Student sat reading in front of the Museum of Natural History, Oxford.
Student sat reading in front of the Museum of Natural History, Oxford.

Reading, note-taking and library skills

Making effective use of the libraries at Oxford

As part of your orientation as an Oxford student, take a look at the Getting Started pages to find out how the libraries can help you. For many subjects, departments will schedule library sessions into your induction timetable. Specialist librarians are available to discuss your research topic and literature searching needs as well as offering expert help on how to locate online and print material. Training sessions are also provided for those embarking on independent research.

Developing your IT skills

It is important to develop your IT skills while at university and there are many resources to help you to do so. In addition to software training provided by IT Services, there is a wide range of information skills training available through the Bodleian Libraries’, including practical Bodleian iSkills workshops. You may register for free taught courses or pursue online self-directed courses at your own pace. Visit the IT Services website.

Reading skills: using different sources

Reading is a key academic skill that requires you to be able to identify and find appropriate materials, then prioritise these and then read them with a specific aim in mind, for example research for a tutorial. Thinking about the purpose of why you’re reading what you are can help you to more effectively tackle a reading list.

If you are just beginning to learn about a particular topic you may well be reading to get some background information. If you want a broader context for something you already know lots about, a general text or textbook can be a helpful starting point. If, however, you are looking for particular examples or research data to support an argument or to get into a topic in more depth you should be reading peer-reviewed journal articles and chapters in edited collections.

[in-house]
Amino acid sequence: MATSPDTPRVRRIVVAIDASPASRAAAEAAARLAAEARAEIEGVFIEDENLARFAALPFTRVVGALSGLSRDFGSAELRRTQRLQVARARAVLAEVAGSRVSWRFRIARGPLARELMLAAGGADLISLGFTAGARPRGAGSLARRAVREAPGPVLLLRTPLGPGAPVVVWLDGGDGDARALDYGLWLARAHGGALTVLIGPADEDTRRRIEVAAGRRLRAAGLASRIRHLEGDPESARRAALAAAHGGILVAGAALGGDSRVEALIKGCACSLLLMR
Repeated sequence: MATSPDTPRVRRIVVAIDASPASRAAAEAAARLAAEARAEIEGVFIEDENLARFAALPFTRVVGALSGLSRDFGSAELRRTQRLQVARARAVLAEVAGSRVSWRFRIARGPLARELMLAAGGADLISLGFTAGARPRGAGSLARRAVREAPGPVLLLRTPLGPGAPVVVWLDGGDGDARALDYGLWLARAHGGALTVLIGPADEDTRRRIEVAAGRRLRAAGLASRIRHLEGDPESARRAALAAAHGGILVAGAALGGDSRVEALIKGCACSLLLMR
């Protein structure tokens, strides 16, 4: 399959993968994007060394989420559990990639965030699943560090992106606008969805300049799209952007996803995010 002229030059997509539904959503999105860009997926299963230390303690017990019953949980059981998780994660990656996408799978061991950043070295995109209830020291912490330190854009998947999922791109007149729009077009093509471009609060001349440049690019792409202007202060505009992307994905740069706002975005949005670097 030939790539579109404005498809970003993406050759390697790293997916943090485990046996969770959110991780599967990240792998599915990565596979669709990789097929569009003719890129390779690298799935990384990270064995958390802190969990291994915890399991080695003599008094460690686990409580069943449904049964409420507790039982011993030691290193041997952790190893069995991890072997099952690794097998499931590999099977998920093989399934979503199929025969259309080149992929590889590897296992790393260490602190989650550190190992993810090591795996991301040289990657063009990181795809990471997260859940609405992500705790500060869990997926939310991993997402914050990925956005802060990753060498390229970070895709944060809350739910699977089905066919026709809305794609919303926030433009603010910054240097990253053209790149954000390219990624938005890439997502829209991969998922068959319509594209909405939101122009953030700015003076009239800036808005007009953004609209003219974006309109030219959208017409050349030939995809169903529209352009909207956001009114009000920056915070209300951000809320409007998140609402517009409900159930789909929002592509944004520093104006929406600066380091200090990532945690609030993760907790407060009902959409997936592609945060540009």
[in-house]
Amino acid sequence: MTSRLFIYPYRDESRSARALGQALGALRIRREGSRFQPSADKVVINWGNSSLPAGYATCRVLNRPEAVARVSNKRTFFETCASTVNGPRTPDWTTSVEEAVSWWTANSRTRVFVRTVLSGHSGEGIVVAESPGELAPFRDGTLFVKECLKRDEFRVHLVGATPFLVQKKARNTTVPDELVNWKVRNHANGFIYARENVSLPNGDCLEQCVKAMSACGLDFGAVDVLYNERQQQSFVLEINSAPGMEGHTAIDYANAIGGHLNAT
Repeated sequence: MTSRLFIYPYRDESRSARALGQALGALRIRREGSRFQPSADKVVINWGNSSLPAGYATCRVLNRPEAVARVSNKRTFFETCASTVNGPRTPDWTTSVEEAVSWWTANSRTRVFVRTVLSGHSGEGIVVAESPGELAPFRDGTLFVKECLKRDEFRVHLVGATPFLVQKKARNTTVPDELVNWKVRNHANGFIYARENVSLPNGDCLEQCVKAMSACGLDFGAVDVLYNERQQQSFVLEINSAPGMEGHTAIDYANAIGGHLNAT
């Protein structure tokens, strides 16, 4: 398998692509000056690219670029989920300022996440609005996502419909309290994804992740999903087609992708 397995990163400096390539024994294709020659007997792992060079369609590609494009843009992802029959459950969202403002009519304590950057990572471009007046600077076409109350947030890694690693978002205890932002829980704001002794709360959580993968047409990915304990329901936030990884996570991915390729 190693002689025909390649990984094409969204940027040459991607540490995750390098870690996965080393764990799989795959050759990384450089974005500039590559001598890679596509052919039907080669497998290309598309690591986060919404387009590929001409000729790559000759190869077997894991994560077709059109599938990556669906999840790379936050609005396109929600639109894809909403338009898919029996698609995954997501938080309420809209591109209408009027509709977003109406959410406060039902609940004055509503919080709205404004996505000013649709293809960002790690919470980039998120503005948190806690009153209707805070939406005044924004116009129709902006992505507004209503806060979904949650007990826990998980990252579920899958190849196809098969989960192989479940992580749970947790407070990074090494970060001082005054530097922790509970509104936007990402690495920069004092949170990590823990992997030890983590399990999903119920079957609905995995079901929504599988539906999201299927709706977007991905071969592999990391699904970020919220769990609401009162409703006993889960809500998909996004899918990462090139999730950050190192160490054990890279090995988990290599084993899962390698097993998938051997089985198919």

Getting started with your reading
Rather than starting a book on page one and working through it in a linear fashion, look first for key terms relating to your topic, read the beginnings and endings of chapters, and find summaries of the main arguments. Similarly with research papers you may find it helpful to start with the abstract, then read the conclusion and discussion. You will then be primed with a sense of the argument and structure of the book or paper. This should help you both to read more quickly and to engage more closely with the author’s main ideas.

Focusing your reading on the essay question
If you are reading materials in preparation for an assignment, such as writing an essay, report or project, then as you read, regularly remind yourself of your assignment brief, such as what the assignment is asking of you; for example ‘write an essay to illustrate the impact of x and y upon z’. This will help you to focus your reading to make sure it is relevant to what you actually need to be preparing.

Accessing online material